Anxiety and Anxiety DisordersCategory
People with an anxiety disorder, for example, may turn to alcohol in order to feel better, thus establishing a coping strategy for their mental illness based on avoiding their anxiety disorder (Gorka et al., 2014). Research concerning the internalizing pathway to developing an AUD has been conflicting: some studies have suggested that having an anxiety disorder puts an individual at a higher risk for AUD onset, while others have found that having an anxiety disorder reduces an individual’s risk (Gorka et al., 2014). Because of these disagreeable findings we can conclude that there are other factors at work that have an influence over the relationship between anxiety disorders and the onset of an alcohol use disorder.
Not only have we seen the effects of exposure-based therapy in efficacy studies and clinical studies, but when comparing it to SSRI medication and psychotherapy as treatments for anxiety disorders, exposure-based CBT has proven to be the most superior form of treatment (Wolitzky-Taylor, Zimmermann, Arch, De Guzman, & Lagomasino, 2015).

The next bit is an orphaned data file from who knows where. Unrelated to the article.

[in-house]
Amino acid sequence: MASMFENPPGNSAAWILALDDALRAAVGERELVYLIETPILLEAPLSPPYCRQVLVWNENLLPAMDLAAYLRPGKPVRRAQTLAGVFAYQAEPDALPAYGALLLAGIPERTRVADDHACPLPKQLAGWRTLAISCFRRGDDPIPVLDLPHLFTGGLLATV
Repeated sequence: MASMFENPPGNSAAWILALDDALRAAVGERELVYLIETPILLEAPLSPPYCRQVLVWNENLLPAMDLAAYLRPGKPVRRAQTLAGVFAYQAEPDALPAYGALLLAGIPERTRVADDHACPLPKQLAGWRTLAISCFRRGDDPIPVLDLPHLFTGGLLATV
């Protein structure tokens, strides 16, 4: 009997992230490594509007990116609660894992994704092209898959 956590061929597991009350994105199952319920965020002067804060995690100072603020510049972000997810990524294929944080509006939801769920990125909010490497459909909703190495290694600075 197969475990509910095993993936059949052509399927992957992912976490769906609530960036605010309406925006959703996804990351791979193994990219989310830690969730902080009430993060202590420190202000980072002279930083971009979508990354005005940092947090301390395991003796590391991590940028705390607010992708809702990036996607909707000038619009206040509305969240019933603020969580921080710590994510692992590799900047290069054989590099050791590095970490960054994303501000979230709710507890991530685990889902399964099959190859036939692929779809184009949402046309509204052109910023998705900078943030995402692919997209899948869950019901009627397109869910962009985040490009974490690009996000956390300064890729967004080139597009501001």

Anxiety is a natural response that our bodies use when confronted with stressful situations. Everyone has experienced nervousness or apprehension before a big event at some point in their life, but for people with an anxiety disorder, that worry and uneasiness can hit them sporadically and start to negatively impact the way they live. Even though anxiety disorders are the most common mental illnesses in the United States, only “about one-third of those suffering receive treatment” (“Facts and Statistics”).